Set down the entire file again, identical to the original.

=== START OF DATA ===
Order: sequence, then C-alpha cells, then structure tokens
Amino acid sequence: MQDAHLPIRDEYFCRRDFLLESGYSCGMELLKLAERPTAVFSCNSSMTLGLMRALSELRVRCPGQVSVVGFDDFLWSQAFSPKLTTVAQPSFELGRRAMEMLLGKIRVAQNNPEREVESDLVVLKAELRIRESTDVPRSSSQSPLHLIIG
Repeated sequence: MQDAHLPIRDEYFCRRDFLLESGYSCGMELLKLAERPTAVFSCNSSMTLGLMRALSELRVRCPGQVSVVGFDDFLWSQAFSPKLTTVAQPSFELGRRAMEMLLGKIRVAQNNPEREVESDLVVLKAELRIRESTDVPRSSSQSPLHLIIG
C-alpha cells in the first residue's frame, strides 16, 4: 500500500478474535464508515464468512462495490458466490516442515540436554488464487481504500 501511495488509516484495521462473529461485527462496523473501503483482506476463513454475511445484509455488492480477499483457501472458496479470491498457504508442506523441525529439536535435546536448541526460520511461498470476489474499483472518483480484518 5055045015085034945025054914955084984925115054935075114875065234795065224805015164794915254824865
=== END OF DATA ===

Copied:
Order: sequence, then C-alpha cells, then structure tokens
Amino acid sequence: MQDAHLPIRDEYFCRRDFLLESGYSCGMELLKLAERPTAVFSCNSSMTLGLMRALSELRVRCPGQVSVVGFDDFLWSQAFSPKLTTVAQPSFELGRRAMEMLLGKIRVAQNNPEREVESDLVVLKAELRIRESTDVPRSSSQSPLHLIIG
Repeated sequence: MQDAHLPIRDEYFCRRDFLLESGYSCGMELLKLAERPTAVFSCNSSMTLGLMRALSELRVRCPGQVSVVGFDDFLWSQAFSPKLTTVAQPSFELGRRAMEMLLGKIRVAQNNPEREVESDLVVLKAELRIRESTDVPRSSSQSPLHLIIG
C-alpha cells in the first residue's frame, strides 16, 4: 500500500478474535464508515464468512462495490458466490516442515540436554488464487481504500 501511495488509516484495521462473529461485527462496523473501503483482506476463513454475511445484509455488492480477499483457501472458496479470491498457504508442506523441525529439536535435546536448541526460520511461498470476489474499483472518483480484518 5055045015085034945025054914955084984925115054935075114875065234795065224805015164794915254824865